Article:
Dorothy Bland never expected to be stopped by a pair of police officers during her morning workout, but that’s exactly what happened last weekend. While she was strolling through her neighborhood, Bland (no relation to Sandra Bland), claims she was stopped for “walking while Black.”

“Flashing lights and sirens from a police vehicle interrupted a routine Saturday morning walk in my golf-course community in Corinth,” Bland writes in an op-ed for the Dallas Morning News. “I often walk about 3 miles near daybreak as part of my daily exercise. However, on Oct. 24, I delayed my walk until late morning as I waited for the rain to stop. I was dressed in a gray hooded “Boston” sweatshirt, black leggings, white socks, plus black-and-white Nike running shoes. Like most African-Americans, I am familiar with the phrase “driving while black,” but was I really being stopped for walking on the street in my own neighborhood?”

Bland’s encounter was caught on the officers’ dashboard cam and published by the Dallas Morning News. It shows the officers following the Dean of the University of North Texas’ journalism school in their car for several seconds before exiting the vehicle and stopping to talk to her.

During the incident, one of the officers tells Bland to walk on the other side of the street so she can see oncoming traffic, while his partner looks on. The whole thing seems relatively benign until the officer asks to see Bland’s ID, which she doesn’t have, so he can “put it with the call.”

In her op-ed, Bland questions the officer’s intentions.

“How many Americans typically carry I.D. with them on their morning walk?” she wonders. “I guess I was simply a brown face in an affluent neighborhood.”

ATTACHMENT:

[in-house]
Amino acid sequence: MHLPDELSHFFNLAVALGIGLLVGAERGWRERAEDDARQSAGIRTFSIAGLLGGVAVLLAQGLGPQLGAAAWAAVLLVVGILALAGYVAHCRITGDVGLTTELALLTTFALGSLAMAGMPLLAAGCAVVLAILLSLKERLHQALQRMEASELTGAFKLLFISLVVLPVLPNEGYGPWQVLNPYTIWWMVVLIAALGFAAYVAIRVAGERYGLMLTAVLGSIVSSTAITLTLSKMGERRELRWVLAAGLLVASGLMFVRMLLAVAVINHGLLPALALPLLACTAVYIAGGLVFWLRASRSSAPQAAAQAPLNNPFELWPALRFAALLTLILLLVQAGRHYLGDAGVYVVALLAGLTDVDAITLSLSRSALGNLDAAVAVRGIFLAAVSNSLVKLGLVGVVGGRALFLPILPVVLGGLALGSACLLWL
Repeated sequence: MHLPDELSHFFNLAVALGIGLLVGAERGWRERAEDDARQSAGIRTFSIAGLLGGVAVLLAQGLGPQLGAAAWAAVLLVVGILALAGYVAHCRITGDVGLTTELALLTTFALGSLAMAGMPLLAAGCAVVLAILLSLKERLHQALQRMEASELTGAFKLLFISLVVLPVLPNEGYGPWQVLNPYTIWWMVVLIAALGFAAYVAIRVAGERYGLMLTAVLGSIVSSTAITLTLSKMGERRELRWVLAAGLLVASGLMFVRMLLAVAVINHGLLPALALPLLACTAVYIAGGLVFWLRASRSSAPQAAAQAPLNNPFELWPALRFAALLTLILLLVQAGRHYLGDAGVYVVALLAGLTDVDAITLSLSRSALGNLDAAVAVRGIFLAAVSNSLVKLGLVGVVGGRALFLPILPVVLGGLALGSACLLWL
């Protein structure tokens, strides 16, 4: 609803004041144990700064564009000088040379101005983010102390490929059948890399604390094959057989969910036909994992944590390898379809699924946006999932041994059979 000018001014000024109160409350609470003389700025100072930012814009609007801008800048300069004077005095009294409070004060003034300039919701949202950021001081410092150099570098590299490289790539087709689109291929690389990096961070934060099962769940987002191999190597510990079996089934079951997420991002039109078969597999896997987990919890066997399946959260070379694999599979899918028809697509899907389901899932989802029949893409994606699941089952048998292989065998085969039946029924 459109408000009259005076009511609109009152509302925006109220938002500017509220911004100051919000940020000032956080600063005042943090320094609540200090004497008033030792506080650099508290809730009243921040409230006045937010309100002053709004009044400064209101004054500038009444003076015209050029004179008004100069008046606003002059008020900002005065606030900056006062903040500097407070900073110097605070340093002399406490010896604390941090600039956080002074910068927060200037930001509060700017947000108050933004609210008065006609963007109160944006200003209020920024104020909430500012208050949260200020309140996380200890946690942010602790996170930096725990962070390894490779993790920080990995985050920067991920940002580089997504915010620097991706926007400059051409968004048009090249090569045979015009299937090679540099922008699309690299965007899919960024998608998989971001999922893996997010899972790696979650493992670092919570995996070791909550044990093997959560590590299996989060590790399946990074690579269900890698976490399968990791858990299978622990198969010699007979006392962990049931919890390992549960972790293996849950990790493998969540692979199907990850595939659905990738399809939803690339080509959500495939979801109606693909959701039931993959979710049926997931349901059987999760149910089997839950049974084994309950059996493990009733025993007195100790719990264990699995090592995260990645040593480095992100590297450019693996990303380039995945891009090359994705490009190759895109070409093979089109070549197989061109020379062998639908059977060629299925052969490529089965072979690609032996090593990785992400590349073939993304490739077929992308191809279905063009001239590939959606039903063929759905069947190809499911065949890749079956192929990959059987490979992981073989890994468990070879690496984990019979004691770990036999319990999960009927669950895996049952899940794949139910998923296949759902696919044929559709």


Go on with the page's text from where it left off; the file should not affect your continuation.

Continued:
Though she only shares a surname with Sandra Bland, the 28-year-old woman who ended up dead in a jail cell following a routine traffic stop, the university dean says she thought about her, and others, who’ve died while in police custody.

“I thought about her, Freddie Gray and the dozens of others who have died while in police custody. For safety’s sake, I posted the photo of the officers on Facebook, and within hours, more than 100 Facebook friends spread the news from New York to California.”

Bland says she refuses “to let this incident ruin my life,” but Corinth Police Chief Debra Walthall said her officers did nothing wrong.

“The citizens of Corinth as a whole are a highly educated population, and it is disappointing that one of our residents would attempt to make this a racial issue when clearly it is not,” Walthall also wrote in the Dallas Morning News. “I am surprised by her comments as this was not a confrontational encounter but a display of professionalism and genuine concern for her safety.”

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